Downgrades unlucky, or just plain careless?
IN THE Importance of Being Earnest, Lady Bracknell describes the loss of one parent as a misfortune, but to lose both looks like carelessness. Applying a similar principal to insurance giant QBE, which has made two insurance profit margin downgrades in the past 12 months, one can only wonder what Lady Bracknell would have concluded.
For investors, it was another disappointment from a company that has lately built a reputation for issuing bad news. QBE issued an insurance margin downgrade in January, followed it up with a minor adjustment in August and then slashed its second-half margin forecast on Monday.
QBE's new boss John Neal blamed the latest downgrade on superstorm Sandy, which he estimated would cost QBE between $350 million and $450 million.
Sandy and other issues in its US division forced Neal to cut profit guidance by hundreds of millions of dollars and slice the group's insurance profit margin by more than one-third to 8 per cent, after reconfirming three weeks ago that its margin would be at least 12 per cent.
While Sandy happened on October 29, the 4 per cent slide in insurance margins cannot solely be sheeted home to the storm, nor can the slashing of its profit forecasts. The brutal reality is that behind Sandy are other issues in the US, the latest of which is a $US1.1 billion run-off on part of its US business and the need to raise $US500 million to prop up its reserves in the US.
In a teleconference Neal opened up with an apology to shareholders and played up the impact of hurricane Sandy. But the board also needs to look at its role in QBE in the past few years.
There is there is a dearth of insurance experts on the board and many, including the chairwoman Belinda Hutchinson, have been on the board a long time.
The truth is the past year has been relatively quiet in terms of natural disasters and most of QBE's recent woes boil down to a string of US acquisitions under the watch of former chief executive Frank O'Halloran, who left the post in August after initially agreeing to join the board. During his 14-year tenure, O'Halloran made more than 100 acquisitions around the world.
These US acquisitions now account for 35 per cent of QBE's group revenue and can only be described as a festering sore.
Leading insurance analyst Brett Le Mesurier at BBY said he wasn't surprised at the extent of the increase in reserves required yesterday. ''A part of the business was put into run-off. I previously estimated the program and intermediary business didn't contribute much to profit in the first half and now we can see part of it is in run-off,'' he said.
Le Mesurier said he didn't expect margins to pick up any time soon partly due to potential problems with QBE's forced placed mortgage insurance business in the US, which is part of an industry-wide investigation by New York State's Department of Financial Services. This is in addition to the problems in the broader US business which are proving very difficult to fix.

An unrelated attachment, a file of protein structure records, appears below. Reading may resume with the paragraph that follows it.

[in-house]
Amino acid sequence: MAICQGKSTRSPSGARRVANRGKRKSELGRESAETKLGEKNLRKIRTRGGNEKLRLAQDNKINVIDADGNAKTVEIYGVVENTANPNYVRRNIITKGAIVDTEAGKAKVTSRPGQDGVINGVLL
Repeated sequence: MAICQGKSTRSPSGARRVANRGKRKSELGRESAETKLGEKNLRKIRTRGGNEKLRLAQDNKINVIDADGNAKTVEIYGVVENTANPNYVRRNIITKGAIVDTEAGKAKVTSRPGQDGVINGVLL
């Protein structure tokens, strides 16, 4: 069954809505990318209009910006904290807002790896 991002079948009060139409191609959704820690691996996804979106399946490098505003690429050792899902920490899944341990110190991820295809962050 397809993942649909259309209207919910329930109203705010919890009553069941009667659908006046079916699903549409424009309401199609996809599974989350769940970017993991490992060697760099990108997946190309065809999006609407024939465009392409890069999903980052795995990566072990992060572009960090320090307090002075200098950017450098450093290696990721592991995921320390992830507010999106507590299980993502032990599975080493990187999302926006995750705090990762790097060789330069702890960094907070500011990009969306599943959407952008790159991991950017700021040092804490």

Since December 2007, when its insurance margin was 22 per cent, QBE has suffered from eight half-yearly insurance margin declines in a row. The insurance margin bounced back from 4 per cent in the second half of 2011 to 13 per cent in the first half of 2012 and will slump to 3 per cent in the second half of 2012.
Over the same period, the group's share price has fallen more than 64 per cent - compared to a 30 per cent fall in the overall market - and its return on equity has more than halved from 23 per cent to an estimated 11 per cent in 2012, which is barely giving shareholders a return above the market cost of capital.
Falling margins and rising gross written premiums (which have increased more than 50 per cent since December 2007) raise questions about the company's strategy of acquisitions. While premiums have increased, insurance profits have gone backwards and in the US we have been told that it is now suffering from a deterioration in its crops business and a portfolio of 6000 claims reserves has been placed into run-off. This has resulted in an increase in claims provisions of the run-off portfolio by $180 million. A business turns to run-off when it has run out of opportunities to achieve a reasonable return.
QBE now estimates total large individual risk and catastrophe claims including provisions for specific incurred but not reported claims of $1.89 billion for the year. This is equivalent to 12 per cent of net earned premium. Prior year claims of $380 million have been allocated for any claims that might emerge from prior years.
The announcement comes a month after a group of analysts went on a roadshow with the company to the US and Europe, with a number of them painting a rosy picture for the company's US operations.
Not surprisingly, it has left more than a few analysts wondering why the company did not flag what was going on, particularly in its decision to run off some claims in the US.
The problem with QBE is writedowns and downgrades have become a recurring theme. Neal has a lot on his plate to restore investor confidence in a business that was once a market darling and is fast becoming a market pariah.